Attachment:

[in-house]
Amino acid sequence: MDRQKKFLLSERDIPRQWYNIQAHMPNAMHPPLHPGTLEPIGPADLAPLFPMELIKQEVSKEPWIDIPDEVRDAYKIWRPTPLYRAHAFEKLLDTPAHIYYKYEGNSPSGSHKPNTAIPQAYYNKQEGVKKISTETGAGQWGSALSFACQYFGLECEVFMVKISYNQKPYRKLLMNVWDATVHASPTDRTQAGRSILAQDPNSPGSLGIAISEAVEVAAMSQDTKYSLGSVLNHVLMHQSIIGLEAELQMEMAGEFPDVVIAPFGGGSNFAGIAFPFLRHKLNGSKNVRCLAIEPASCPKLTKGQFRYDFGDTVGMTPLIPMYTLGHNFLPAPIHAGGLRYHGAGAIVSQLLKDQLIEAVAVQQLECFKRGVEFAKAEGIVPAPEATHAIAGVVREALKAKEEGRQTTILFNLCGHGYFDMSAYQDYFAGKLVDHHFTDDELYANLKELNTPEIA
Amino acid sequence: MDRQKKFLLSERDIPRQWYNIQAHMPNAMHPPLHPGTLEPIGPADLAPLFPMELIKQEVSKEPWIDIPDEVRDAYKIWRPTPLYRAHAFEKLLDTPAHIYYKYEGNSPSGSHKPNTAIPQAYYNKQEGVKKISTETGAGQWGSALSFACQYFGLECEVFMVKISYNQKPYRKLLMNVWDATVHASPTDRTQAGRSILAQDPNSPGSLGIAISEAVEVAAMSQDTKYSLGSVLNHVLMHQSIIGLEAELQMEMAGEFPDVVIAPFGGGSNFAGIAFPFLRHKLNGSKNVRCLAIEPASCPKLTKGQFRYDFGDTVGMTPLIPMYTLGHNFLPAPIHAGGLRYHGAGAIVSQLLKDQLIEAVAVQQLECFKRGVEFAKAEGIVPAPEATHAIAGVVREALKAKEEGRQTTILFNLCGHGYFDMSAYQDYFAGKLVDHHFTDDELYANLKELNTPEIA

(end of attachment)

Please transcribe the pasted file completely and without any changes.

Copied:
[in-house]
Amino acid sequence: MDRQKKFLLSERDIPRQWYNIQAHMPNAMHPPLHPGTLEPIGPADLAPLFPMELIKQEVSKEPWIDIPDEVRDAYKIWRPTPLYRAHAFEKLLDTPAHIYYKYEGNSPSGSHKPNTAIPQAYYNKQEGVKKISTETGAGQWGSALSFACQYFGLECEVFMVKISYNQKPYRKLLMNVWDATVHASPTDRTQAGRSILAQDPNSPGSLGIAISEAVEVAAMSQDTKYSLGSVLNHVLMHQSIIGLEAELQMEMAGEFPDVVIAPFGGGSNFAGIAFPFLRHKLNGSKNVRCLAIEPASCPKLTKGQFRYDFGDTVGMTPLIPMYTLGHNFLPAPIHAGGLRYHGAGAIVSQLLKDQLIEAVAVQQLECFKRGVEFAKAEGIVPAPEATHAIAGVVREALKAKEEGRQTTILFNLCGHGYFDMSAYQDYFAGKLVDHHFTDDELYANLKELNTPEIA
Amino acid sequence: MDRQKKFLLSERDIPRQWYNIQAHMPNAMHPPLHPGTLEPIGPADLAPLFPMELIKQEVSKEPWIDIPDEVRDAYKIWRPTPLYRAHAFEKLLDTPAHIYYKYEGNSPSGSHKPNTAIPQAYYNKQEGVKKISTETGAGQWGSALSFACQYFGLECEVFMVKISYNQKPYRKLLMNVWDATVHASPTDRTQAGRSILAQDPNSPGSLGIAISEAVEVAAMSQDTKYSLGSVLNHVLMHQSIIGLEAELQMEMAGEFPDVVIAPFGGGSNFAGIAFPFLRHKLNGSKNVRCLAIEPASCPKLTKGQFRYDFGDTVGMTPLIPMYTLGHNFLPAPIHAGGLRYHGAGAIVSQLLKDQLIEAVAVQQLECFKRGVEFAKAEGIVPAPEATHAIAGVVREALKAKEEGRQTTILFNLCGHGYFDMSAYQDYFAGKLVDHHFTDDELYANLKELNTPEIA